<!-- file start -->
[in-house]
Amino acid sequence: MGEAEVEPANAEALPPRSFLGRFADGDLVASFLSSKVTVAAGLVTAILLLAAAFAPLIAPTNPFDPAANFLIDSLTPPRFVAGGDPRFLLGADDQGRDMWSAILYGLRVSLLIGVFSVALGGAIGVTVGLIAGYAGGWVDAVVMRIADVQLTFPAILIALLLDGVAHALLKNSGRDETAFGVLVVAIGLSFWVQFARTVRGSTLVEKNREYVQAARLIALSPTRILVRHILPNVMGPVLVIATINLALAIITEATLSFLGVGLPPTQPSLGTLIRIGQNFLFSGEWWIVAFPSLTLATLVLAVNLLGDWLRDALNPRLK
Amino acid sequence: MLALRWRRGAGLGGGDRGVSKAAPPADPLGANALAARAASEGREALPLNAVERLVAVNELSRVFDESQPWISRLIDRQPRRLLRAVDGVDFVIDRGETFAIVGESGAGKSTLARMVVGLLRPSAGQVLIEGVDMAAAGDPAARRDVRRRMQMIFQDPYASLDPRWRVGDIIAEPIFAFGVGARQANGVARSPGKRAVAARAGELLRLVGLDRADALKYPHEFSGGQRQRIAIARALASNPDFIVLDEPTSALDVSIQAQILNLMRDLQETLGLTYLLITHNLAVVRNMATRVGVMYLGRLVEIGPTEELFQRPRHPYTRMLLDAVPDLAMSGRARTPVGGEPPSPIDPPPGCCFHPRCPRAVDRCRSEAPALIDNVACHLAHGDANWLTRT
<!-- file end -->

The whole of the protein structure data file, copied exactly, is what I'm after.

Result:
[in-house]
Amino acid sequence: MGEAEVEPANAEALPPRSFLGRFADGDLVASFLSSKVTVAAGLVTAILLLAAAFAPLIAPTNPFDPAANFLIDSLTPPRFVAGGDPRFLLGADDQGRDMWSAILYGLRVSLLIGVFSVALGGAIGVTVGLIAGYAGGWVDAVVMRIADVQLTFPAILIALLLDGVAHALLKNSGRDETAFGVLVVAIGLSFWVQFARTVRGSTLVEKNREYVQAARLIALSPTRILVRHILPNVMGPVLVIATINLALAIITEATLSFLGVGLPPTQPSLGTLIRIGQNFLFSGEWWIVAFPSLTLATLVLAVNLLGDWLRDALNPRLK
Amino acid sequence: MLALRWRRGAGLGGGDRGVSKAAPPADPLGANALAARAASEGREALPLNAVERLVAVNELSRVFDESQPWISRLIDRQPRRLLRAVDGVDFVIDRGETFAIVGESGAGKSTLARMVVGLLRPSAGQVLIEGVDMAAAGDPAARRDVRRRMQMIFQDPYASLDPRWRVGDIIAEPIFAFGVGARQANGVARSPGKRAVAARAGELLRLVGLDRADALKYPHEFSGGQRQRIAIARALASNPDFIVLDEPTSALDVSIQAQILNLMRDLQETLGLTYLLITHNLAVVRNMATRVGVMYLGRLVEIGPTEELFQRPRHPYTRMLLDAVPDLAMSGRARTPVGGEPPSPIDPPPGCCFHPRCPRAVDRCRSEAPALIDNVACHLAHGDANWLTRT